my second favorite is how specific he has to get sometimes

like, “what is your emergency?” 
“i’m sitting in a pool of blood.” 
“… is it… your blood?” 
“yes i think so” 
“do you know where it’s coming from?” 
“probably the stab wound” 
“have you been stabbed?” 
“oh yah definitely”
Psychiatry is like this, except it’s all very vague, and your patients are really suggestable, and people are always afraid that if you just ask specific questions like “Are you depressed?” then they’ll say yes to make you happy and won’t talk about how the real problem is their anxiety or something. So instead, the patient says something like “I’m sitting in a pool of blood”, and I say “Tell me more…”. They say “Well, it’s my blood.” I say “Tell me more…”. After repeating this process a couple of times, we finally get to the stabbing, and the patient doesn’t feel like I railroaded over their chance to tell their story.

Or it helps you figure out what’s important to the patient. If someone said “I hate my husband so much,” my natural instinct might be to ask “Why?”. But maybe why isn’t the question the patient cares about. Maybe what she really wants to talk about is how guilty she feels about hating their husband, and if I asked her why then we’d get on a tangent about what the husband is doing that never addresses her real problem. Maybe she’s agonizing every moment about whether or not to divorce him, and losing sleep over it, and coming to me for a sleeping pill. Maybe she’s just hatched a plan to kill him and wants to check it over with me to see if I can find any flaws. In any case I should probably figure out why they hate him eventually, but if their real issue is whether or not I approve of their murder plot then we should probably get to that first.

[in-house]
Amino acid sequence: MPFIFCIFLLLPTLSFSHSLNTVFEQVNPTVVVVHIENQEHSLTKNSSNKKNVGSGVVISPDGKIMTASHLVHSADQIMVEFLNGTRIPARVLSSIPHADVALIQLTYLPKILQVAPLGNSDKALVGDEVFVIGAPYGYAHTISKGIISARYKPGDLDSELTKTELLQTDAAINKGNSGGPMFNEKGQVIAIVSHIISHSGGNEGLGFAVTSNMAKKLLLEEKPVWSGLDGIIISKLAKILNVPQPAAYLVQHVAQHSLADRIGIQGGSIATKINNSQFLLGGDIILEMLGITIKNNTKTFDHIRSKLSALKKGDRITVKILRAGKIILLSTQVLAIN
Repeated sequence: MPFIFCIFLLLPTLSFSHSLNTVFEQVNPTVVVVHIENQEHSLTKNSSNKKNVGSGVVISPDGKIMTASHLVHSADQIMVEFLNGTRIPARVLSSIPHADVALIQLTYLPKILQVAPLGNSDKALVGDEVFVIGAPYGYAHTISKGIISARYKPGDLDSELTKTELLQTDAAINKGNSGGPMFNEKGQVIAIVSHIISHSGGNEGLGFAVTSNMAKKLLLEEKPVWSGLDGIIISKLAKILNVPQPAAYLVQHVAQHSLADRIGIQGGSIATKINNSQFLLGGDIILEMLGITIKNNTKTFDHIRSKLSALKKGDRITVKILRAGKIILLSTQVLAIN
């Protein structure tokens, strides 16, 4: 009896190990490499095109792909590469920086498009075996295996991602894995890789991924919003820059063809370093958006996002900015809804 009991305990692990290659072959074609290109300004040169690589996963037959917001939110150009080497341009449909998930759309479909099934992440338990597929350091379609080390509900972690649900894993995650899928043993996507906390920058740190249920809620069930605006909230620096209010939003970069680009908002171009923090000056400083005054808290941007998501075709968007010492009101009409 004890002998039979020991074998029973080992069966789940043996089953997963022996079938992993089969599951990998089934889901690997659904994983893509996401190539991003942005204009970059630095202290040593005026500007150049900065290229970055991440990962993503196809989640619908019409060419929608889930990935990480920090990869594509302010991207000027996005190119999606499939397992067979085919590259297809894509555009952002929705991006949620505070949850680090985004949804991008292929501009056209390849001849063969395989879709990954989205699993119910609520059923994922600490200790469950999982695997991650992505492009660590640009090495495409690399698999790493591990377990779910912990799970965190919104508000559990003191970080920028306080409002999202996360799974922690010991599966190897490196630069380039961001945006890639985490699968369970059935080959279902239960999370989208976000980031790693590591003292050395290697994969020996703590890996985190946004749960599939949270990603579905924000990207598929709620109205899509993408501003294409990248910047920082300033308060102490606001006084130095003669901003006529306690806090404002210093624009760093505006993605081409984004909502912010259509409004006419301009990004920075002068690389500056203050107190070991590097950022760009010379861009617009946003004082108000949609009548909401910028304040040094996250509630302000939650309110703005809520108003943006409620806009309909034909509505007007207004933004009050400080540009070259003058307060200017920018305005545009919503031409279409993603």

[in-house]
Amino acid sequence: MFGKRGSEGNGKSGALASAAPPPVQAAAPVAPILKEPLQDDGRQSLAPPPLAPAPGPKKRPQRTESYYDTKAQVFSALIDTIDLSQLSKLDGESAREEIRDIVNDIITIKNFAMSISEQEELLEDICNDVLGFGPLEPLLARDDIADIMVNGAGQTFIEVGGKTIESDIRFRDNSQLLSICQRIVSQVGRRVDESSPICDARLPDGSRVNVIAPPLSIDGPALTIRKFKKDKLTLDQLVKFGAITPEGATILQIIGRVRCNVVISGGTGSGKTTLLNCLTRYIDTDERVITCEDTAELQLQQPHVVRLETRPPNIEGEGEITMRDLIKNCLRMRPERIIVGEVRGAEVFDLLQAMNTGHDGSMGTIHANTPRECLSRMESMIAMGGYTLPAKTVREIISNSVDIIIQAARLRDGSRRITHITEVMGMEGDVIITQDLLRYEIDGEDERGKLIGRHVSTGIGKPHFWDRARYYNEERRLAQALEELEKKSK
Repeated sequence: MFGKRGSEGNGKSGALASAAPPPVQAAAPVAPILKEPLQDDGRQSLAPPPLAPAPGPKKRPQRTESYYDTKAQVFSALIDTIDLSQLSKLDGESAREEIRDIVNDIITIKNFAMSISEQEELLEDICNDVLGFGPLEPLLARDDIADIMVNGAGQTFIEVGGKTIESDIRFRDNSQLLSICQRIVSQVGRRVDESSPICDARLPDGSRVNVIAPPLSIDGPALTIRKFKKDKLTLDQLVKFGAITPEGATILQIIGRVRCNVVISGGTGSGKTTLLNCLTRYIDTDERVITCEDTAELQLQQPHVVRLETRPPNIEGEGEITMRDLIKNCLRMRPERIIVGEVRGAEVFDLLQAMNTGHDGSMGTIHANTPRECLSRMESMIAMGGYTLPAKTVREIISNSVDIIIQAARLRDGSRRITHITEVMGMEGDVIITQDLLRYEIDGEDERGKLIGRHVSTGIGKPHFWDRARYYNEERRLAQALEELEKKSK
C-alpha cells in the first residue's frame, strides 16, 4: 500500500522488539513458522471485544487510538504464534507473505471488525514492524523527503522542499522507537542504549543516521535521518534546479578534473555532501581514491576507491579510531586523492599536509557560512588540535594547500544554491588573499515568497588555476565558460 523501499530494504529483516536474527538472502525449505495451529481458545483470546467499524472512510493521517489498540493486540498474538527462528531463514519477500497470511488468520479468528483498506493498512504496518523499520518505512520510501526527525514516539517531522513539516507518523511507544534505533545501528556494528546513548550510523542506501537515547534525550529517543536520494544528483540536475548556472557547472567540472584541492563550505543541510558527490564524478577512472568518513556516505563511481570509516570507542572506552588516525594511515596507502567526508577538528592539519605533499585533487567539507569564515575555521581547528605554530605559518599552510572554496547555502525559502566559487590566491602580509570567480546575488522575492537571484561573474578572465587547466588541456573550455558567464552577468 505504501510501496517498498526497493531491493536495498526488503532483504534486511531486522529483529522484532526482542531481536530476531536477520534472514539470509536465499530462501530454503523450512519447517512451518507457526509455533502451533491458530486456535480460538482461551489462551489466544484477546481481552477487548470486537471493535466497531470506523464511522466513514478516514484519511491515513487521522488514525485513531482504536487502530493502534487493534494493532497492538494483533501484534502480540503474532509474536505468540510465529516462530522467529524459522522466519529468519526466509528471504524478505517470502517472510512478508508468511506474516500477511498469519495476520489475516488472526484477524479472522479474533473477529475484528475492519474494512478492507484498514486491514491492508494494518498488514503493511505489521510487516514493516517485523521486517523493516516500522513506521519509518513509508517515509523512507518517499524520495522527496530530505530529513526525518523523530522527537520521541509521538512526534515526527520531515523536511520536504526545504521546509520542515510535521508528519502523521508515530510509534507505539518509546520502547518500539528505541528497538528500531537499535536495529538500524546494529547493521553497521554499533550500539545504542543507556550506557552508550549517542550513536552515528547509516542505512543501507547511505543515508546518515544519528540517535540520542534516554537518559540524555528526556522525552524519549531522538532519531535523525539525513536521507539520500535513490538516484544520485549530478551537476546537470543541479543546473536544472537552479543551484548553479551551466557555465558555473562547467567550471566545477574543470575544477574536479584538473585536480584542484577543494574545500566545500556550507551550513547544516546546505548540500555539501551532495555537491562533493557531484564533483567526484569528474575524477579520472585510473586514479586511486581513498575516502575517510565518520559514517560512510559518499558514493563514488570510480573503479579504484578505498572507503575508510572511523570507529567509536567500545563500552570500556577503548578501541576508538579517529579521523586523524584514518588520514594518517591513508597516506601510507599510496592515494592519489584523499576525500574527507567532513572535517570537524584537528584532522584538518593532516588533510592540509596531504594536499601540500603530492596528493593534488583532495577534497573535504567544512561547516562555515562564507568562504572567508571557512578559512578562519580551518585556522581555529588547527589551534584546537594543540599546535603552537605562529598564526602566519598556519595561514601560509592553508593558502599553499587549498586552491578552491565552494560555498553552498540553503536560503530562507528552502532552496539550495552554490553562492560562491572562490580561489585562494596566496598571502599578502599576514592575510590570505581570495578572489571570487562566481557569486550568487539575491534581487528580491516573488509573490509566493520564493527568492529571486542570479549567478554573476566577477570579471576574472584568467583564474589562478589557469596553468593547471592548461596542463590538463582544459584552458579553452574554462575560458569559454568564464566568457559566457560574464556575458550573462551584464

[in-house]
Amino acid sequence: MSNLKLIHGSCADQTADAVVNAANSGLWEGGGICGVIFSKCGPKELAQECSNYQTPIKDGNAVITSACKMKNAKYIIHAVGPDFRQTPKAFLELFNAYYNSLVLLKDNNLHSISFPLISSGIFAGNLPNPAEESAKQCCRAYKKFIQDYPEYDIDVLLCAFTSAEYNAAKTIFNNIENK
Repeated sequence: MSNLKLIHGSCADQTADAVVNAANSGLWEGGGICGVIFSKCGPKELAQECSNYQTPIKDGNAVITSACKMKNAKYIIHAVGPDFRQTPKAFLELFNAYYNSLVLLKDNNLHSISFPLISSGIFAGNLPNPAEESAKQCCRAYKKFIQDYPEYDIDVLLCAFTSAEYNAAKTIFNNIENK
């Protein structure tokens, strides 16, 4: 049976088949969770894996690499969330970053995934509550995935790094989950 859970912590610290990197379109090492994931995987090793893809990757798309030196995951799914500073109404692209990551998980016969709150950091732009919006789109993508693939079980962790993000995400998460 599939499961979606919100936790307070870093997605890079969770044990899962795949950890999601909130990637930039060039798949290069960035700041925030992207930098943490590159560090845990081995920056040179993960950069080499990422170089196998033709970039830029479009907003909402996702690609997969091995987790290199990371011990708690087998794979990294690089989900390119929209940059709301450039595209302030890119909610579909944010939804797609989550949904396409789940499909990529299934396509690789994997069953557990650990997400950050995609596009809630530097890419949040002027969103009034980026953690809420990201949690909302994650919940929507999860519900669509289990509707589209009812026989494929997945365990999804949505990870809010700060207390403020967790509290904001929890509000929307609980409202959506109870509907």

So instead, it’s “I hate my husband so much.” “Tell me more.”

“I’m feeling depressed.” “Tell me more.”

“Sometimes I think life isn’t worth living.” “Tell me more.”

“Listen, if you don’t give me a prescription for Adderall right now I swear to God that I will stab you right here in this office!” “Tell me more.”

This has seeped into my personal life. I was on a date with a girl earlier this year, and whenever she started telling me about her life I would just say “Tell me more”, and it worked.

And then there’s [awkward silence]. I learned this one from the psychoanalysts. Nobody likes an awkward silence. If a patient tells you something, and you are awkwardly silent, then the patient will rush to fill the awkward silence with whatever they can think of, which will probably be whatever they were holding back the first time they started talking. You won’t believe how well this one works until you try it. Just stay silent long enough, and the other person will tell you everything. It’s better than waterboarding.

The only problem is when two psychiatrists meet. One of my attendings tried to [awkward silence] me at the same time I was trying to [awkward silence] him, and we ended up just staring at each other for five minutes until finally I broke down laughing.

“I see you find something funny,” he said. “Tell me more.”

by Scott Alexander, Slate Star Codex |  Read more:
Image: uncredited